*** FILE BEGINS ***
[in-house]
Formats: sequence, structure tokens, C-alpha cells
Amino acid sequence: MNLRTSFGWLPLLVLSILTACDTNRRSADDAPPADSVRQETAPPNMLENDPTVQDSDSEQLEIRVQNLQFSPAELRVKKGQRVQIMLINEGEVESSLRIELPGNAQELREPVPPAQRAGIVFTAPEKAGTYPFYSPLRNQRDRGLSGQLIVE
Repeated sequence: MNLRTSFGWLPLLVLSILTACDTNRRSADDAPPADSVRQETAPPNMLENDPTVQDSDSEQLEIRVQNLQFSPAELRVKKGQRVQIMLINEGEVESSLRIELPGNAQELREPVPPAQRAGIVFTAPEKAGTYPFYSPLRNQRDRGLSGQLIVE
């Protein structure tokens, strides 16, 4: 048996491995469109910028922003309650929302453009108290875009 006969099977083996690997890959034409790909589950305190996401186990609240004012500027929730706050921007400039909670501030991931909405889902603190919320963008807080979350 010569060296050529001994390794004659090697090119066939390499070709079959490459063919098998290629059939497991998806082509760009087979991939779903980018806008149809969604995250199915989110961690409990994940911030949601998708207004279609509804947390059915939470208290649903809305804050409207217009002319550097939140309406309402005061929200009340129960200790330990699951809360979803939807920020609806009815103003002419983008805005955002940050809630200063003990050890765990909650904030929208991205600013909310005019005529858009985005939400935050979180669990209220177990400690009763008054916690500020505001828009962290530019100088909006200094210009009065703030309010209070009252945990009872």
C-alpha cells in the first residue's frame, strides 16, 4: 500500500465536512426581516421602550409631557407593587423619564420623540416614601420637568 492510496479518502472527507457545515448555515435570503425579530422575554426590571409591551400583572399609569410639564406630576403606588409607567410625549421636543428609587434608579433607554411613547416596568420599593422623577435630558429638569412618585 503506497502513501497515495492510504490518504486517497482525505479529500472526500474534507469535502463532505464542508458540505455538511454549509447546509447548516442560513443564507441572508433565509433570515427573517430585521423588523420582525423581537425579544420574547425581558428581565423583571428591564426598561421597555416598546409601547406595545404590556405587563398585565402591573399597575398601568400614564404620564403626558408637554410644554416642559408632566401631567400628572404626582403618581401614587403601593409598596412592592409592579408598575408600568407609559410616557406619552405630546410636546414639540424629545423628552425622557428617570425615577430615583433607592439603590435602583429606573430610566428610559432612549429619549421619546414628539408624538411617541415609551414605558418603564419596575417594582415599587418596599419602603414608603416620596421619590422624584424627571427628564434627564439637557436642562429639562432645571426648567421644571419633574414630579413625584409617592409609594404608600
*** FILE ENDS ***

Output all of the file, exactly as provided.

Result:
[in-house]
Formats: sequence, structure tokens, C-alpha cells
Amino acid sequence: MNLRTSFGWLPLLVLSILTACDTNRRSADDAPPADSVRQETAPPNMLENDPTVQDSDSEQLEIRVQNLQFSPAELRVKKGQRVQIMLINEGEVESSLRIELPGNAQELREPVPPAQRAGIVFTAPEKAGTYPFYSPLRNQRDRGLSGQLIVE
Repeated sequence: MNLRTSFGWLPLLVLSILTACDTNRRSADDAPPADSVRQETAPPNMLENDPTVQDSDSEQLEIRVQNLQFSPAELRVKKGQRVQIMLINEGEVESSLRIELPGNAQELREPVPPAQRAGIVFTAPEKAGTYPFYSPLRNQRDRGLSGQLIVE
């Protein structure tokens, strides 16, 4: 048996491995469109910028922003309650929302453009108290875009 006969099977083996690997890959034409790909589950305190996401186990609240004012500027929730706050921007400039909670501030991931909405889902603190919320963008807080979350 010569060296050529001994390794004659090697090119066939390499070709079959490459063919098998290629059939497991998806082509760009087979991939779903980018806008149809969604995250199915989110961690409990994940911030949601998708207004279609509804947390059915939470208290649903809305804050409207217009002319550097939140309406309402005061929200009340129960200790330990699951809360979803939807920020609806009815103003002419983008805005955002940050809630200063003990050890765990909650904030929208991205600013909310005019005529858009985005939400935050979180669990209220177990400690009763008054916690500020505001828009962290530019100088909006200094210009009065703030309010209070009252945990009872």
C-alpha cells in the first residue's frame, strides 16, 4: 500500500465536512426581516421602550409631557407593587423619564420623540416614601420637568 492510496479518502472527507457545515448555515435570503425579530422575554426590571409591551400583572399609569410639564406630576403606588409607567410625549421636543428609587434608579433607554411613547416596568420599593422623577435630558429638569412618585 503506497502513501497515495492510504490518504486517497482525505479529500472526500474534507469535502463532505464542508458540505455538511454549509447546509447548516442560513443564507441572508433565509433570515427573517430585521423588523420582525423581537425579544420574547425581558428581565423583571428591564426598561421597555416598546409601547406595545404590556405587563398585565402591573399597575398601568400614564404620564403626558408637554410644554416642559408632566401631567400628572404626582403618581401614587403601593409598596412592592409592579408598575408600568407609559410616557406619552405630546410636546414639540424629545423628552425622557428617570425615577430615583433607592439603590435602583429606573430610566428610559432612549429619549421619546414628539408624538411617541415609551414605558418603564419596575417594582415599587418596599419602603414608603416620596421619590422624584424627571427628564434627564439637557436642562429639562432645571426648567421644571419633574414630579413625584409617592409609594404608600